Suicide Prevention Month: 2020

Suicide+Prevention+Month%3A+2020

Image Courtesy of The Talbot Spy

September is National Suicide Prevention Month (NSPM). Though significant each year, 2020 is a year in which NSPM should be amplified. With a global pandemic, racial injustices, and a presidential election, we all face many stressors. Mental health education needs to be a priority now more than ever.

The Jason Foundation, a leading organization in suicide awareness and prevention, calls suicide “The ‘Silent Epidemic.” The Centers for Disease Control and Prevention’s 2019 Youth Risk Behavior Survey states that 36.7% of high school adolescents felt sad or hopeless (for at least 2 weeks). 18.8% of adolescents seriously contemplated suicide, and 15.7% made a plan. To put this into perspective, that is almost one out of five kids who have contemplated suicide. If this is something that so many people are going through, why is there silence around it?

Talking about mental health and suicide is uncomfortable. There is an undeniable stigma surrounding it, which is exacerbated  by lack of education. The only way to get over this block is to submerge yourself in discomfort. Get comfortable with being uncomfortable. Dr. Bob Rosen writes, “You may steer clear of difficult conversations at home and at work. Afraid of conflict, you may fail to challenge yourself or others, to greater performance and a better life.” You cannot grow without overcoming challenges.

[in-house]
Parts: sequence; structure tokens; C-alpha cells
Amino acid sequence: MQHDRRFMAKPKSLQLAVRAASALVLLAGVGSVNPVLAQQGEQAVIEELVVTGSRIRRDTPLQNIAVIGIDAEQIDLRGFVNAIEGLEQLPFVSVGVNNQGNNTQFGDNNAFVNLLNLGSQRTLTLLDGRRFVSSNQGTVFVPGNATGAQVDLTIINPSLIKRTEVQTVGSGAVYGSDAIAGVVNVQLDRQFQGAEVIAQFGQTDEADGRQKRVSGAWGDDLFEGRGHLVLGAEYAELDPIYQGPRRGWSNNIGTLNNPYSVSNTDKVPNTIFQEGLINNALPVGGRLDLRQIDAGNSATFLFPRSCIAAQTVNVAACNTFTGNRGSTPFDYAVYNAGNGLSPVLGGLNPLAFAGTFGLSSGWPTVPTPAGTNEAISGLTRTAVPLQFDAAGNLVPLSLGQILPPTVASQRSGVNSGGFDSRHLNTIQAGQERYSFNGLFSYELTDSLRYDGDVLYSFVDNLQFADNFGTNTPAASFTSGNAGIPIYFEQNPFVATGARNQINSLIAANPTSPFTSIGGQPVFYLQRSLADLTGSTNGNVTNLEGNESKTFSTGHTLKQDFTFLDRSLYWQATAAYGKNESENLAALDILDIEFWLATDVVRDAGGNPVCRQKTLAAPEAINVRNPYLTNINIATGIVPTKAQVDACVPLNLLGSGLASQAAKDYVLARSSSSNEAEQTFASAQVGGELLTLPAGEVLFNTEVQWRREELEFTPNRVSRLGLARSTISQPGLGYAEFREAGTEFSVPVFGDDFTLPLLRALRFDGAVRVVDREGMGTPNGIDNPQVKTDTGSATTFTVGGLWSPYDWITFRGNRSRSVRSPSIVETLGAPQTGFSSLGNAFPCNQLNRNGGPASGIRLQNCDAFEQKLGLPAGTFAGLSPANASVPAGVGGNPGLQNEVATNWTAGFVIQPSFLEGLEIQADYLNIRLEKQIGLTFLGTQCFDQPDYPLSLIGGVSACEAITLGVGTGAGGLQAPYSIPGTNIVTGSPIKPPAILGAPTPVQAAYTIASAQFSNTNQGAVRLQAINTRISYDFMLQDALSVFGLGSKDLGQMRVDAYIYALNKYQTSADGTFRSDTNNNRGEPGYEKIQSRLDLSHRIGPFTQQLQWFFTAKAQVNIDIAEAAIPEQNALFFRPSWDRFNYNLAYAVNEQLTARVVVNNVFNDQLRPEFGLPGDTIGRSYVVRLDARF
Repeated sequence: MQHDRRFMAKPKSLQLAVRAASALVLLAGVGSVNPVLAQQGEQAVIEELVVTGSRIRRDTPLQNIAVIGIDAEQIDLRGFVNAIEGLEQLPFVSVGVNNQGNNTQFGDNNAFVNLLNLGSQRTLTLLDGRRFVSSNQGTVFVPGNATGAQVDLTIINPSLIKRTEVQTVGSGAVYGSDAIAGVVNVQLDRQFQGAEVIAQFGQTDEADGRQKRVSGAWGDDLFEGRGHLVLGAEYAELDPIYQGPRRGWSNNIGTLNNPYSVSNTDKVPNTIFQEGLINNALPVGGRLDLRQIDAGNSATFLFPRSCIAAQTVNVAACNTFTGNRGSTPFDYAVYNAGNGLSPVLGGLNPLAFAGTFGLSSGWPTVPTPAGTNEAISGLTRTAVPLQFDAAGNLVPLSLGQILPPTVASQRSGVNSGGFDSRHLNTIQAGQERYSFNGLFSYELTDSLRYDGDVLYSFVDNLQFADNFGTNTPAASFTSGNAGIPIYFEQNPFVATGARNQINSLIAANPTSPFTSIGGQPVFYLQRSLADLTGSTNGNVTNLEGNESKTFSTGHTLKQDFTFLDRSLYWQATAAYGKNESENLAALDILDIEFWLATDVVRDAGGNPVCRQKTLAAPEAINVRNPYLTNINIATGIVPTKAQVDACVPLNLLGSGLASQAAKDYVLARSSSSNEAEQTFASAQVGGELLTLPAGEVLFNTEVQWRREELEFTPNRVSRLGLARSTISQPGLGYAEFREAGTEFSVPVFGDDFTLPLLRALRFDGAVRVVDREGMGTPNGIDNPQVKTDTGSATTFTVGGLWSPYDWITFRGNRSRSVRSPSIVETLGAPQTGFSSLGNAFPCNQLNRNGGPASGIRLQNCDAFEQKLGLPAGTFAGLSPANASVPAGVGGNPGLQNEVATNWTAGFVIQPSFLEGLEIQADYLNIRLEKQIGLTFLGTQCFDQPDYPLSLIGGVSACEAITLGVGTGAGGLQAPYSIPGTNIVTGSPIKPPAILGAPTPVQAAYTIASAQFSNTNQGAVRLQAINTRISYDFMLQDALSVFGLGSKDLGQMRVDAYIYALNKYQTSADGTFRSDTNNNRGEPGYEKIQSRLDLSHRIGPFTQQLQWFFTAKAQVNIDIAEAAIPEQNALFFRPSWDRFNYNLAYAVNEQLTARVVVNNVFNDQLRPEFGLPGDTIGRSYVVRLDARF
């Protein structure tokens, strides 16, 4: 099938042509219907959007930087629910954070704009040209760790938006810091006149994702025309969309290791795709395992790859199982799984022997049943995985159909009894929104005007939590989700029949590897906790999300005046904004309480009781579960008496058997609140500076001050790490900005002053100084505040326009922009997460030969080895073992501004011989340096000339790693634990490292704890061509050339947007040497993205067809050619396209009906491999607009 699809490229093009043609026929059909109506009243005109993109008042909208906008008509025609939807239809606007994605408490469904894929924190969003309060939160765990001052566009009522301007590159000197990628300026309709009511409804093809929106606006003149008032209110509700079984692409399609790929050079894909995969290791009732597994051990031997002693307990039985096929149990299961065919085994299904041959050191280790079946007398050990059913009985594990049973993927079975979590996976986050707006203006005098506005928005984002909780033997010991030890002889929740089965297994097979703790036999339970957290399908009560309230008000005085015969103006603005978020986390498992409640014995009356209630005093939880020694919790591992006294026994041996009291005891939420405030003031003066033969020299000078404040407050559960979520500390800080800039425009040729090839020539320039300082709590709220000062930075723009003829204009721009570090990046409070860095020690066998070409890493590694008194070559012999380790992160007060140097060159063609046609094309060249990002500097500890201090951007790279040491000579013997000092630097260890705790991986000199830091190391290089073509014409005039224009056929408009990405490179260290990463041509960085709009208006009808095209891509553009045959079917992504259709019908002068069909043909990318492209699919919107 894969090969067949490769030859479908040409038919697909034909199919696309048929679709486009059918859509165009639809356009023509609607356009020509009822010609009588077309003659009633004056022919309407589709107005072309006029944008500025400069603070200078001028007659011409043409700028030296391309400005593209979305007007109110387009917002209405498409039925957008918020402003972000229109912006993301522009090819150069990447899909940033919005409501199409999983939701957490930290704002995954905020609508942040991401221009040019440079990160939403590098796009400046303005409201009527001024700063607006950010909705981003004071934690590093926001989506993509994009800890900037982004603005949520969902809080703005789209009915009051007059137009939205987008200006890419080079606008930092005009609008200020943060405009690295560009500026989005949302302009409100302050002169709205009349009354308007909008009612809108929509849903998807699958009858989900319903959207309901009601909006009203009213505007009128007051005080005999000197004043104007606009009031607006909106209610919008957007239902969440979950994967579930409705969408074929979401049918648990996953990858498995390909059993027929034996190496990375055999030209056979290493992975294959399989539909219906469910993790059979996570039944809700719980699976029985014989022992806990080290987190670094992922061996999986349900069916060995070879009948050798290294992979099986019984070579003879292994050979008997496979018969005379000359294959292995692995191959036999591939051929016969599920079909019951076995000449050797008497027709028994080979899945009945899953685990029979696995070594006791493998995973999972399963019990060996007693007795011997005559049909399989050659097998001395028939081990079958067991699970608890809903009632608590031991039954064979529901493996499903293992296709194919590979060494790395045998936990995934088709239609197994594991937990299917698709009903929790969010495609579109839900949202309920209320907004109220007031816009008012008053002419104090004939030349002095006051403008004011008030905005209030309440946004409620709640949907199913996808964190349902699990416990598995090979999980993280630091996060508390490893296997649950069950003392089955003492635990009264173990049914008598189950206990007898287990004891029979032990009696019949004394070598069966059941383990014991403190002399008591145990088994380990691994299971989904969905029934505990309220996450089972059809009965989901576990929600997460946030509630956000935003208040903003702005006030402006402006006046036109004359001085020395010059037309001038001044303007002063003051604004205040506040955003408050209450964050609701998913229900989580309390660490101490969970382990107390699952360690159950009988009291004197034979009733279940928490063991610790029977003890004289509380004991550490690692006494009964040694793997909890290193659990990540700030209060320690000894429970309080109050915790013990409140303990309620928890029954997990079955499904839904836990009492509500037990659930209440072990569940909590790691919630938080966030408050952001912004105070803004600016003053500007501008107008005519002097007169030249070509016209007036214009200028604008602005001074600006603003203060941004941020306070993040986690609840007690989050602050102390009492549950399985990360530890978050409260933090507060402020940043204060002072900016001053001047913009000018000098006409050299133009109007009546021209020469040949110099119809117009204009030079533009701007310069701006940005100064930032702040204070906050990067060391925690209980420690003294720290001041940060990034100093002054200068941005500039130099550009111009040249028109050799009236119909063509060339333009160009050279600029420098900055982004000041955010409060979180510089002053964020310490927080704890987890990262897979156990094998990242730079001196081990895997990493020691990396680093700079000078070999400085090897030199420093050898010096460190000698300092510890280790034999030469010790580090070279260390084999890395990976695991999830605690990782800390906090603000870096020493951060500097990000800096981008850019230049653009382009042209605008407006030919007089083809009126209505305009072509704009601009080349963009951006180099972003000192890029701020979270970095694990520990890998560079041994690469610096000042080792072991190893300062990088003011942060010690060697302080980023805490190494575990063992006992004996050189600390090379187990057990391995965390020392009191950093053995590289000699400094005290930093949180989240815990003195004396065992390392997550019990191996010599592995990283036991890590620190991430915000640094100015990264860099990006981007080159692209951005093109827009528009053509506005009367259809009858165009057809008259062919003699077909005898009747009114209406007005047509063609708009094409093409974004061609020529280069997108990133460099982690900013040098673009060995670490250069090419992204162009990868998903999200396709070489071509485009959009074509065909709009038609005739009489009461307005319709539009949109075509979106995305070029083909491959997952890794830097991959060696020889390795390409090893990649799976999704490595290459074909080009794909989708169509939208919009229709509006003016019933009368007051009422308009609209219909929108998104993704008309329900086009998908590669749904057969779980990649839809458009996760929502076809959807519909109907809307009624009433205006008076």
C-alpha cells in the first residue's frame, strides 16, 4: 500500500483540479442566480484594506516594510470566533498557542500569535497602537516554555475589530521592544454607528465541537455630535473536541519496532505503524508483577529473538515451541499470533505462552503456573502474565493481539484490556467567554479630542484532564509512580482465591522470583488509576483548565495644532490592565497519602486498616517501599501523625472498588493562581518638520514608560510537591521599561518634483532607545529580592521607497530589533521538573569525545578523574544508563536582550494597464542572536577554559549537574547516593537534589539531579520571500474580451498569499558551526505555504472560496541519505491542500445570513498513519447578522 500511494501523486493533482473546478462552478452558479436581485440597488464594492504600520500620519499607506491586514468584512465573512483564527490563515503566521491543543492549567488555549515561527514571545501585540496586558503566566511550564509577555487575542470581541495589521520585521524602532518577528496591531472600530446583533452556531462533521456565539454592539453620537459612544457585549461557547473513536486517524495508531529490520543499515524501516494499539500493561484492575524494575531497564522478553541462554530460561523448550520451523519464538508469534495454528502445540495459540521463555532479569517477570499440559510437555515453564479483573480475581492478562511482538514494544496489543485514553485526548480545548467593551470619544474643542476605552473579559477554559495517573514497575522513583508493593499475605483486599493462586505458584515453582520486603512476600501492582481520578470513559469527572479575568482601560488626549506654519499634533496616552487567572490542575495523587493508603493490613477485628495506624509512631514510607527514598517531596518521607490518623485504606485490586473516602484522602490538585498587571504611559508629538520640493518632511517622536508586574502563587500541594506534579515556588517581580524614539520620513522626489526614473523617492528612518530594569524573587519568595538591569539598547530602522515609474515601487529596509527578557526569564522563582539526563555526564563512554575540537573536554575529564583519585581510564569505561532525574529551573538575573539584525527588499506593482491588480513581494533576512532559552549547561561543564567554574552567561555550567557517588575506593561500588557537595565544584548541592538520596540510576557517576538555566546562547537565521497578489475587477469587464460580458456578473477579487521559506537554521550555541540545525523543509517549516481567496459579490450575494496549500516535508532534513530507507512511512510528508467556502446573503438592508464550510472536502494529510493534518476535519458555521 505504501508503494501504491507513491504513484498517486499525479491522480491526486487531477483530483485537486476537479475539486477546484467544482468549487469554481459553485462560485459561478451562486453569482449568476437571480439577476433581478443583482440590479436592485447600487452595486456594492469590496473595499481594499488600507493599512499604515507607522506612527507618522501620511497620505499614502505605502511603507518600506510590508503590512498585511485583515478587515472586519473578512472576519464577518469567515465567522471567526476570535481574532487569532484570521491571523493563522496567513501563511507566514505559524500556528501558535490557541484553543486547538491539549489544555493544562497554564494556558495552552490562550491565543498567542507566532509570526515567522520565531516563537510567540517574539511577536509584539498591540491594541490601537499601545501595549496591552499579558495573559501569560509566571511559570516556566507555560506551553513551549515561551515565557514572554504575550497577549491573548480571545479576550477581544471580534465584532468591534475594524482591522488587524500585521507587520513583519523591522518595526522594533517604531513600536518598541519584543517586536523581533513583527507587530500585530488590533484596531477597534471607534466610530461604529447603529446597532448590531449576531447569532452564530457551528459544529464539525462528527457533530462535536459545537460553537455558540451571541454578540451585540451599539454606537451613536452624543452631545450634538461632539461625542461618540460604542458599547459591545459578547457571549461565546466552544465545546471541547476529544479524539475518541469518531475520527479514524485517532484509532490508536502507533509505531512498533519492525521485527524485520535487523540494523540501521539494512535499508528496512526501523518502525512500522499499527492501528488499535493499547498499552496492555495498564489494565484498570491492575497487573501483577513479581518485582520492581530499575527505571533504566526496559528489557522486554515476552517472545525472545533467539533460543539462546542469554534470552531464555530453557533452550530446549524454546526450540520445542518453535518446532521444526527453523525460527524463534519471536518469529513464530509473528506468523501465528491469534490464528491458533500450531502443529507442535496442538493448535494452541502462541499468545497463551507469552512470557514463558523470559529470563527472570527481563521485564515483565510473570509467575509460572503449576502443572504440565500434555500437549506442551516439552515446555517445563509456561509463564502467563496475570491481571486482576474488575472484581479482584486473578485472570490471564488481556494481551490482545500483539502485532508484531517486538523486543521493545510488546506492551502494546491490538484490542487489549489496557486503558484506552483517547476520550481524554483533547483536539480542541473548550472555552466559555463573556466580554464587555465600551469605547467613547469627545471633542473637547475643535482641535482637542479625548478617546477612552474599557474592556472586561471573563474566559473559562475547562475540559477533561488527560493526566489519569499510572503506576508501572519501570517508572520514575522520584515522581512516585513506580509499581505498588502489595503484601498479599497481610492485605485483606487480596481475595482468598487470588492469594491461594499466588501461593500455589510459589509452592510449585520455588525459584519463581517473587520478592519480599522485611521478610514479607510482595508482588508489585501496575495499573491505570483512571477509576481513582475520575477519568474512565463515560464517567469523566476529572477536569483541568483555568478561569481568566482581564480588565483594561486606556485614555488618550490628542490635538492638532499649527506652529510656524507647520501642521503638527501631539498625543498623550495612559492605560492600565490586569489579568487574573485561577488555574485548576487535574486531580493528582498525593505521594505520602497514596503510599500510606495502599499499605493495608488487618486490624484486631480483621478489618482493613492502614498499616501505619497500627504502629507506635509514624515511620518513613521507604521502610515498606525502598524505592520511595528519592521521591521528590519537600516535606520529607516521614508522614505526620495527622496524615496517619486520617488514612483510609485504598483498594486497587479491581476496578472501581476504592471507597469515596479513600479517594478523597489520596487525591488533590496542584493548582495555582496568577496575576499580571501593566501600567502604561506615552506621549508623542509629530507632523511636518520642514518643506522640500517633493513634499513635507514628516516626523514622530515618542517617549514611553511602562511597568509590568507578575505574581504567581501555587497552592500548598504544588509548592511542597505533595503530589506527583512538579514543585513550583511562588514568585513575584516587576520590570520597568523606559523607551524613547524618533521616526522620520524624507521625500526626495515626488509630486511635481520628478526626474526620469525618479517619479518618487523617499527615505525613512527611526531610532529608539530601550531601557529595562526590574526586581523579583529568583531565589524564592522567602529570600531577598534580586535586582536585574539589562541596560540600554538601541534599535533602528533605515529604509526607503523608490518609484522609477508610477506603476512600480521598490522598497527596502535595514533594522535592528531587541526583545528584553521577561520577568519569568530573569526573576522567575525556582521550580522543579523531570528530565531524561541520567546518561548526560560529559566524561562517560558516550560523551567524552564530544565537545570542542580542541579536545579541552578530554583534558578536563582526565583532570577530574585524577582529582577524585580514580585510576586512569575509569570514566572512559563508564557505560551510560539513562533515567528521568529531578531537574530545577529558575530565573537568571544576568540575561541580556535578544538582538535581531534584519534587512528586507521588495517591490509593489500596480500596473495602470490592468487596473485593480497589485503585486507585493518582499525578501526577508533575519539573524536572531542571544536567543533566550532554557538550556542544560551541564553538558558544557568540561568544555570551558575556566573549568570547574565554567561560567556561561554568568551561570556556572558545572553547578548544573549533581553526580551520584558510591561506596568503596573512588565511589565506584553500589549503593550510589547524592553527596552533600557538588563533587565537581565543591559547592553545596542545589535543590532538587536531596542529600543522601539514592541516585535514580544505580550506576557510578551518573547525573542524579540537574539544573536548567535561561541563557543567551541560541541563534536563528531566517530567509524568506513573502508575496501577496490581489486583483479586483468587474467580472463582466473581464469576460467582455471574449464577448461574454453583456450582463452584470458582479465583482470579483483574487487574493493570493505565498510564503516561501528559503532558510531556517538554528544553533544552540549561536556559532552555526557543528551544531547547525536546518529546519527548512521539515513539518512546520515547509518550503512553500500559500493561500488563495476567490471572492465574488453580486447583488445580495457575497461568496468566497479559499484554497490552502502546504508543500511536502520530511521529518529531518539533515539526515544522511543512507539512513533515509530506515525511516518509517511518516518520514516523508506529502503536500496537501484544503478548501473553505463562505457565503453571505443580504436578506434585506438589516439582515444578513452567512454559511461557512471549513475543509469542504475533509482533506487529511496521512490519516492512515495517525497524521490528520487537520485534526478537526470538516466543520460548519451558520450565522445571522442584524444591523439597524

So, how do we combat this uncomfortable stigma? The National Alliance on Mental Illness has published an article titled “9 Ways to Fight Mental Health Stigma”. Below are the three ways you can begin that effort today.

“Talk Openly About Mental Health”

Normalize mental health care. Share resources for those in need. Remember not to only talk, but to listen. It’s important to note that there is no need to compare struggles or say that you know how they feel. No two traumas are the same. 

“Educate Yourself And Others” 

The best way to get direct answers is to talk to your healthcare providers. But, for a simpler route, you can read texts from trusted sources. When educating others, if you ever note in a conversation that someone may be portraying something regarding mental health incorrectly, take a moment to explain to them why what they are saying is incorrect. It is also good to refer them to more sources if need be. 

“Be Conscious Of Language”

Language is a sensitive area in mental health. It’s important to make sure you are not downplaying or gaslighting someone’s experience when talking to them. Avoid sayings such as, “it’s not that bad”. Another important thing to do is to stop using mental health terminology as adjectives. For example, “x is so OCD”, or “x is so bipolar”. You wouldn’t use physical health terminology as an adjective, so why use mental?

Remember, don’t just take care of others, but take care of yourself too. You cannot pour from an empty cup. Don’t be afraid to reach out for help to loved ones, or refer to the help lines listed below.

911 (ask for crisis intervention trained officer)

National Suicide Prevention Hotline: 1-800-273-TALK (8255)

DuPage County Health Department 630-627-1700